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Collecting images ad with sun

June 13, 2024 through December 2025

Inaugural exhibition in the new David M. Rubenstein Treasures Gallery – Library of Congress – in Washington, DC.

Jefferson Building – Library of Congress

Collecting Memories explores how cultures preserve memory.

120 Items

Highlights include:

– Abraham Lincoln’s handwritten draft of the Gettysburg Address in 1863

– a letter to Elizabeth Schuyler Hamilton from her father, documenting the threat of yellow fever in 1801, from the papers of Alexander Hamilton

– a landmark first map of the newly independent United States compiled, printed and published in America by an American, Abel Buell in 1784

– the first printed map showing reasonably accurate geographic information about the Western U.S. Published in 1814 it is, from the expedition of Lewis and Clark

– a unique dress made of 45 paper scrolls containing poems and illustrations paying homage to Cuban and American women poets. Created by Ruth Behar and Rolando Estévez Jordán

Omar ibn Said’s handwritten autobiography in Arabic from 1831, telling the story of how he was captured in West Africa, enslaved and brought to South Carolina, the only known memoir of its kind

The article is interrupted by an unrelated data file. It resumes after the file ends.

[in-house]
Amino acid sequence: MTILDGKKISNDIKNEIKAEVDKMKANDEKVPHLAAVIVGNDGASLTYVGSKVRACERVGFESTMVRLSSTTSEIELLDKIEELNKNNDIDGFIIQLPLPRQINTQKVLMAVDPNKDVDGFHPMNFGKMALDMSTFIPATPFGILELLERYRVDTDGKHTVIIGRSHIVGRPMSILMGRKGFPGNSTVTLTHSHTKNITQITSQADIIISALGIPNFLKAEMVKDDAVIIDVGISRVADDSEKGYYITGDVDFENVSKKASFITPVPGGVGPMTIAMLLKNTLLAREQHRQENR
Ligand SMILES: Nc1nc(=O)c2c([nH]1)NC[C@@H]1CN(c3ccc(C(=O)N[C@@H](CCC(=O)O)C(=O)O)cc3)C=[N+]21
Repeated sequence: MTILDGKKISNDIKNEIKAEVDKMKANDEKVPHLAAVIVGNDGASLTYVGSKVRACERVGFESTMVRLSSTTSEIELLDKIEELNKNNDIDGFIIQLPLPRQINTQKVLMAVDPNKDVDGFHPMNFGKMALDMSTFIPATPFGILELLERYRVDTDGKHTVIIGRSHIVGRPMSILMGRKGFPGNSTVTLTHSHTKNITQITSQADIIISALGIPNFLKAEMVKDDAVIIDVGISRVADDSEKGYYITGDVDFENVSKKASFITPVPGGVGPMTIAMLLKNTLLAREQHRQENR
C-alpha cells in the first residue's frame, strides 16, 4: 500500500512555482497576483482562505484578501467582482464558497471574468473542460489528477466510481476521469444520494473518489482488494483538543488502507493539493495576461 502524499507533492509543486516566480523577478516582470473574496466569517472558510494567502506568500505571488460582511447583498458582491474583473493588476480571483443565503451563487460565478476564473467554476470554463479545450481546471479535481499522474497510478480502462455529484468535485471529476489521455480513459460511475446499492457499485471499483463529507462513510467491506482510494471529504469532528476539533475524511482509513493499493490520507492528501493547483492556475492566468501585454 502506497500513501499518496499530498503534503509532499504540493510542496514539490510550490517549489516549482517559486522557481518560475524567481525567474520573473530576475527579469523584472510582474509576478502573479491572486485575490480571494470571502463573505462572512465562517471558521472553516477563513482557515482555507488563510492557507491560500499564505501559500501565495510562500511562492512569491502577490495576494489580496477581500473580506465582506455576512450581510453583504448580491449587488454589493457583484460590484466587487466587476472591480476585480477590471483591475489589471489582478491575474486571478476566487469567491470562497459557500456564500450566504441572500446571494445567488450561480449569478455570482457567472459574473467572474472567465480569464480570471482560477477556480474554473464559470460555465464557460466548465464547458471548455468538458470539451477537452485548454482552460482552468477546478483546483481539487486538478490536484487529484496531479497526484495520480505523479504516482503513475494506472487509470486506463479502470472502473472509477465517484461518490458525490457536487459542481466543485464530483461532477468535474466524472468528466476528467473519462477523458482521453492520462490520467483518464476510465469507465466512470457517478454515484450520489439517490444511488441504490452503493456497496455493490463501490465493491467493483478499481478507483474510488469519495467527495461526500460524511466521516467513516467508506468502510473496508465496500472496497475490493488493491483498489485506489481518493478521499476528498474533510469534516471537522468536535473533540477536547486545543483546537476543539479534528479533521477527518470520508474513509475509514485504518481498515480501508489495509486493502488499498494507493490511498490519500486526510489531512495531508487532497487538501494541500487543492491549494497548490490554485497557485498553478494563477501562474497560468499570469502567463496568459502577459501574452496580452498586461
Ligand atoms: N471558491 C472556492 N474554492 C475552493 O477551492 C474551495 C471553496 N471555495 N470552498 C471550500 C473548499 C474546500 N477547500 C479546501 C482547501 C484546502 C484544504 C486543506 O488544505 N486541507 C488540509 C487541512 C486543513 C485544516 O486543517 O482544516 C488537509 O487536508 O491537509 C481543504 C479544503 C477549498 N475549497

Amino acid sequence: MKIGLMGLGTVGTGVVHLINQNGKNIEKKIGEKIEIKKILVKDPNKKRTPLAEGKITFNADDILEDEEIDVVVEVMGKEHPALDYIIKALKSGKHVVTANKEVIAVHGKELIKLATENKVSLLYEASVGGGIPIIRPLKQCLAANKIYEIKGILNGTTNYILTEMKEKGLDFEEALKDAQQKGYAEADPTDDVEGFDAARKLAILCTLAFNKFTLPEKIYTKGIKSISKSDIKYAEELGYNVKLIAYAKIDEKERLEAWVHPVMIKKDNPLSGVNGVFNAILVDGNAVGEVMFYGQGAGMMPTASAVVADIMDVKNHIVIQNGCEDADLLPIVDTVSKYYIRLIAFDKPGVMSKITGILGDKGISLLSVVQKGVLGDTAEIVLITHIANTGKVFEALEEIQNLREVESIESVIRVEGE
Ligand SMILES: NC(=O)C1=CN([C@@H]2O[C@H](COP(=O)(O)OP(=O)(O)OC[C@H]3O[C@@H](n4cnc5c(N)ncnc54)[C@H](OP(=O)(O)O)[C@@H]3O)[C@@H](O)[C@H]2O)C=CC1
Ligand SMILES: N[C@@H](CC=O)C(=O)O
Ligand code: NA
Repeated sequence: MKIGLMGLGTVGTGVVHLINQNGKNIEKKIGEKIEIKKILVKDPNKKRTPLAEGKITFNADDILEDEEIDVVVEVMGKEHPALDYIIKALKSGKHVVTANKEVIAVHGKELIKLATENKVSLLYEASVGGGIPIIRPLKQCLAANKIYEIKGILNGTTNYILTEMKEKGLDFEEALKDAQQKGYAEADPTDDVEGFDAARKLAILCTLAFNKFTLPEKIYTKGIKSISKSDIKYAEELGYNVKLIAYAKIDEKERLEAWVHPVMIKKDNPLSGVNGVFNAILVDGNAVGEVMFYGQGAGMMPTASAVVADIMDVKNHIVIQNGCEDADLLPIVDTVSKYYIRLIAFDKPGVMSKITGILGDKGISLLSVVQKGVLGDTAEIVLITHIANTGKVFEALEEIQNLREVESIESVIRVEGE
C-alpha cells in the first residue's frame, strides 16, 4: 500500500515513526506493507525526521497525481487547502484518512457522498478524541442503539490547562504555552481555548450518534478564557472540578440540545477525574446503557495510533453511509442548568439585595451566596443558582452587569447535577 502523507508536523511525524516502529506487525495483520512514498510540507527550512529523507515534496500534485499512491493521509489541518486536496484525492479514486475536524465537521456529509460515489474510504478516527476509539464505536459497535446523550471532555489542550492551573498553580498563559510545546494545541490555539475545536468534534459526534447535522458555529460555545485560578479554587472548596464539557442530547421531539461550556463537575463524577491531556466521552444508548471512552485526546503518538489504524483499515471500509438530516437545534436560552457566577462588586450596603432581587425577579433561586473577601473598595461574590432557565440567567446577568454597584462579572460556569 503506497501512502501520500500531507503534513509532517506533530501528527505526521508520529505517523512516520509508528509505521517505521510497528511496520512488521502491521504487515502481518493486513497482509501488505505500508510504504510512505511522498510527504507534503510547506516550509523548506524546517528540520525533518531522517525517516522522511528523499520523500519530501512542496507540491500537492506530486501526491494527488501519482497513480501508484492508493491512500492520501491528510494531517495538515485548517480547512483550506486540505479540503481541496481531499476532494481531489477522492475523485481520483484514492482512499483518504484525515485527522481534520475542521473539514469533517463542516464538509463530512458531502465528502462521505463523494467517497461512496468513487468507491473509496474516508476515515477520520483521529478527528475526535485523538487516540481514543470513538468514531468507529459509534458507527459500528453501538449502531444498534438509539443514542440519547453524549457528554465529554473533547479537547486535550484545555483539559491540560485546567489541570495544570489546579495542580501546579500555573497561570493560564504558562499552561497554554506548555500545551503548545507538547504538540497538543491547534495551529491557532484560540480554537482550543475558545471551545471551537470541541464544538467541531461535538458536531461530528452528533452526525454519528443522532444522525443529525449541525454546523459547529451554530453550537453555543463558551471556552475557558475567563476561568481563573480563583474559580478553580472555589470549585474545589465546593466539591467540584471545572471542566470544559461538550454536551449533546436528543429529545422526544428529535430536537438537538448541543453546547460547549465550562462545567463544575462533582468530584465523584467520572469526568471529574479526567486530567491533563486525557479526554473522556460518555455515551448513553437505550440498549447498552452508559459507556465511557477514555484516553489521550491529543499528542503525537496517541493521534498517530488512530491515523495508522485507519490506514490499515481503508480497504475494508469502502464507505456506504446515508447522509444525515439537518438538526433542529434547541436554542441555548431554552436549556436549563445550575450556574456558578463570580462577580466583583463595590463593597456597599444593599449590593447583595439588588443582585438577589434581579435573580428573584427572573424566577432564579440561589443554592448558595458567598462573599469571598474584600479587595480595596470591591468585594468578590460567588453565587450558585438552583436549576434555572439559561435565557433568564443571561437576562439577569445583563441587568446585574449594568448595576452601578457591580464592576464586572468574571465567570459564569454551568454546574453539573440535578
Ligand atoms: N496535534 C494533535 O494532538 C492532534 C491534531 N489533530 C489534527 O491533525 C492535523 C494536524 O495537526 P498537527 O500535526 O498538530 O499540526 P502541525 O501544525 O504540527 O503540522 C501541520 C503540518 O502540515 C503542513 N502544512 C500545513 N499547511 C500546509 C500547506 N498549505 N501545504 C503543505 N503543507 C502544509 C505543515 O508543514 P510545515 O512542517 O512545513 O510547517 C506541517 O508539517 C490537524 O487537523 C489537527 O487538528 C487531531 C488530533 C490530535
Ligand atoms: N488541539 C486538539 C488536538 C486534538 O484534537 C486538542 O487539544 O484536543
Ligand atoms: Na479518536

– pioneering civil rights and women’s rights activist and educator Mary Church Terrell’s draft for her autobiography A Colored Woman in a White World

playwright Neil Simon’s notebook including The War of the Rosens and what appears to be his first notes for what would become Brighton Beach Memoirs

– Sigmund Freud’s papers documenting his thoughts on how the brain processes memories

one of the earliest printed texts in a North American Indigenous language. A dual-language catechism is written in both Spanish and Timucua. Timucua is a complex and now extinct language. Written by Franciscan missionary Francisco Pareja in 1627

– the camera owned by groundbreaking photographer Frances Benjamin Johnston. She is among the first American women to achieve prominence as a photographer

Oscar Hammerstein’s lyric sheet working out the words for Do-Re-Mi during the creation of the musical The Sound of Music

“The stories told by these items still inspire and amaze…” said Librarian of Congress Carla Hayden. Philanthropist David M. Rubenstein added: “I think it’s important to preserve America’s treasures because the human brain still operates more effectively when it sees something for real.”